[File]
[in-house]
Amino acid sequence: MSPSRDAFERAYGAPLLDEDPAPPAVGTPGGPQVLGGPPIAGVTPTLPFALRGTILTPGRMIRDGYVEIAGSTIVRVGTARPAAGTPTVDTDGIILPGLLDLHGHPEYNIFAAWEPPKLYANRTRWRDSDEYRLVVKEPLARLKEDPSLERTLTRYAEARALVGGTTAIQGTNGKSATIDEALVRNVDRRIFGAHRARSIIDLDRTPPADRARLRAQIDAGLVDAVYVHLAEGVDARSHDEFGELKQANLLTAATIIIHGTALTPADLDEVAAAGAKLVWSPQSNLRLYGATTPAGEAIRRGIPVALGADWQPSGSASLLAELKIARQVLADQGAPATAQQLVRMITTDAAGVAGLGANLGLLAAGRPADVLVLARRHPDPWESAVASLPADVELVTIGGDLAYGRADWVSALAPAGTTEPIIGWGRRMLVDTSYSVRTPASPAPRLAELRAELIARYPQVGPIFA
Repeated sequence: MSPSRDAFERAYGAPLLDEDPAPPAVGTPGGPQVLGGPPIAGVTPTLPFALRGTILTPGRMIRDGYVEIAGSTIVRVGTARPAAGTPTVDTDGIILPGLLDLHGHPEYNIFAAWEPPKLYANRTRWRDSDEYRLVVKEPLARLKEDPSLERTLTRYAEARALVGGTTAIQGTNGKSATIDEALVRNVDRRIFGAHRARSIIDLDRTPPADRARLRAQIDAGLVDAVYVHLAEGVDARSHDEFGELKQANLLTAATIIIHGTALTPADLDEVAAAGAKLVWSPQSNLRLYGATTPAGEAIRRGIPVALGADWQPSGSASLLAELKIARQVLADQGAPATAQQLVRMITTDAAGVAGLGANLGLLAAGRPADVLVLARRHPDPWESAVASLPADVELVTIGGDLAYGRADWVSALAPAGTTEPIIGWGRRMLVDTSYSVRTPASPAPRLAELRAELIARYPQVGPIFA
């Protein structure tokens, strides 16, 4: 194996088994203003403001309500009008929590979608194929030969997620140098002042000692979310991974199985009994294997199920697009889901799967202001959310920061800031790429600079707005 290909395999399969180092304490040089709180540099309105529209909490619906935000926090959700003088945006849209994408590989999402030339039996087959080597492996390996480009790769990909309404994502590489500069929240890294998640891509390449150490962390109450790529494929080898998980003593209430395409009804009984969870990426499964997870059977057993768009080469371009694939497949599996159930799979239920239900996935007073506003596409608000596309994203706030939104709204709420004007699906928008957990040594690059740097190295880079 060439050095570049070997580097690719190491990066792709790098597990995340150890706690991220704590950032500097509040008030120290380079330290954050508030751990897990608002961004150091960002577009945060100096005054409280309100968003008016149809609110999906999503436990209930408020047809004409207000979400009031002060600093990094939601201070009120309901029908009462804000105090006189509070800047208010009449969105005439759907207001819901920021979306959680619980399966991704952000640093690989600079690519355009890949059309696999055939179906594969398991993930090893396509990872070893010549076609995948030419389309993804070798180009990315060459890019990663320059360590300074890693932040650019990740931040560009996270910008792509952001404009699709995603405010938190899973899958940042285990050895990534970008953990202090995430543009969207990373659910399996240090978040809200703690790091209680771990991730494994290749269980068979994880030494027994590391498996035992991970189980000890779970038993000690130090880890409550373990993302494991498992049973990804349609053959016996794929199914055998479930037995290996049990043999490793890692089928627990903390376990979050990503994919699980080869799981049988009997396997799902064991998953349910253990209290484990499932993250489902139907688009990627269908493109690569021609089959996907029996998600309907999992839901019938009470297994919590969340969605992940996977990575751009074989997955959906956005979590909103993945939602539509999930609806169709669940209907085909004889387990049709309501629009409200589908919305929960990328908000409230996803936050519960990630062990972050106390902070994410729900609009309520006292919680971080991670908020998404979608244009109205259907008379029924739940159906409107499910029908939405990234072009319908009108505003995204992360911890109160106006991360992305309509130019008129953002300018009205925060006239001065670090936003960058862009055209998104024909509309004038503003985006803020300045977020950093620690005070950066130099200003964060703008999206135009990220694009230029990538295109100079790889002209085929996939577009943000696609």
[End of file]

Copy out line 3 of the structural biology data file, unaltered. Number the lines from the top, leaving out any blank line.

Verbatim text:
Repeated sequence: MSPSRDAFERAYGAPLLDEDPAPPAVGTPGGPQVLGGPPIAGVTPTLPFALRGTILTPGRMIRDGYVEIAGSTIVRVGTARPAAGTPTVDTDGIILPGLLDLHGHPEYNIFAAWEPPKLYANRTRWRDSDEYRLVVKEPLARLKEDPSLERTLTRYAEARALVGGTTAIQGTNGKSATIDEALVRNVDRRIFGAHRARSIIDLDRTPPADRARLRAQIDAGLVDAVYVHLAEGVDARSHDEFGELKQANLLTAATIIIHGTALTPADLDEVAAAGAKLVWSPQSNLRLYGATTPAGEAIRRGIPVALGADWQPSGSASLLAELKIARQVLADQGAPATAQQLVRMITTDAAGVAGLGANLGLLAAGRPADVLVLARRHPDPWESAVASLPADVELVTIGGDLAYGRADWVSALAPAGTTEPIIGWGRRMLVDTSYSVRTPASPAPRLAELRAELIARYPQVGPIFA